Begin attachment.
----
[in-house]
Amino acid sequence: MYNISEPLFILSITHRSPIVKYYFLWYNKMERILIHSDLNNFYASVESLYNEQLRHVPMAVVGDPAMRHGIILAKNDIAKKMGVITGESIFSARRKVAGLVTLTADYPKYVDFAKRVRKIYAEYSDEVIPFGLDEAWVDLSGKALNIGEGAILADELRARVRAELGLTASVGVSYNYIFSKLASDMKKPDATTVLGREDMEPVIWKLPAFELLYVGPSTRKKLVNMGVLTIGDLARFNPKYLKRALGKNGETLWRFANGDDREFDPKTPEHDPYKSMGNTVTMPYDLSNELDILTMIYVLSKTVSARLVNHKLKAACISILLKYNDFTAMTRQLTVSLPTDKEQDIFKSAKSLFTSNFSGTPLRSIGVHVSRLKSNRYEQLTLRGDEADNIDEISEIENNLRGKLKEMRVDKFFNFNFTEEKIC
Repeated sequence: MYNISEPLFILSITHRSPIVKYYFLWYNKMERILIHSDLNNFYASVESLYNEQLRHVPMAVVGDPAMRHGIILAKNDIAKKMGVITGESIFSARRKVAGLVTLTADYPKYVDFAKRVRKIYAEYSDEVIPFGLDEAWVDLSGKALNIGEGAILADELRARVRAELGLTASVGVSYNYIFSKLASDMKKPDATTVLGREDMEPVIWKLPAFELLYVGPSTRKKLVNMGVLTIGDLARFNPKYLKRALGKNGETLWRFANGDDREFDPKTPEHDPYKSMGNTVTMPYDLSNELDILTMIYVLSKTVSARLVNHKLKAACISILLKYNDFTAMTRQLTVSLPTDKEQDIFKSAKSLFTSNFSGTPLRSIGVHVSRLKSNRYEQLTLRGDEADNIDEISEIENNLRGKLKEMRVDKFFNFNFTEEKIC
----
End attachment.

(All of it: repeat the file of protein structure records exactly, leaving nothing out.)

[in-house]
Amino acid sequence: MYNISEPLFILSITHRSPIVKYYFLWYNKMERILIHSDLNNFYASVESLYNEQLRHVPMAVVGDPAMRHGIILAKNDIAKKMGVITGESIFSARRKVAGLVTLTADYPKYVDFAKRVRKIYAEYSDEVIPFGLDEAWVDLSGKALNIGEGAILADELRARVRAELGLTASVGVSYNYIFSKLASDMKKPDATTVLGREDMEPVIWKLPAFELLYVGPSTRKKLVNMGVLTIGDLARFNPKYLKRALGKNGETLWRFANGDDREFDPKTPEHDPYKSMGNTVTMPYDLSNELDILTMIYVLSKTVSARLVNHKLKAACISILLKYNDFTAMTRQLTVSLPTDKEQDIFKSAKSLFTSNFSGTPLRSIGVHVSRLKSNRYEQLTLRGDEADNIDEISEIENNLRGKLKEMRVDKFFNFNFTEEKIC
Repeated sequence: MYNISEPLFILSITHRSPIVKYYFLWYNKMERILIHSDLNNFYASVESLYNEQLRHVPMAVVGDPAMRHGIILAKNDIAKKMGVITGESIFSARRKVAGLVTLTADYPKYVDFAKRVRKIYAEYSDEVIPFGLDEAWVDLSGKALNIGEGAILADELRARVRAELGLTASVGVSYNYIFSKLASDMKKPDATTVLGREDMEPVIWKLPAFELLYVGPSTRKKLVNMGVLTIGDLARFNPKYLKRALGKNGETLWRFANGDDREFDPKTPEHDPYKSMGNTVTMPYDLSNELDILTMIYVLSKTVSARLVNHKLKAACISILLKYNDFTAMTRQLTVSLPTDKEQDIFKSAKSLFTSNFSGTPLRSIGVHVSRLKSNRYEQLTLRGDEADNIDEISEIENNLRGKLKEMRVDKFFNFNFTEEKIC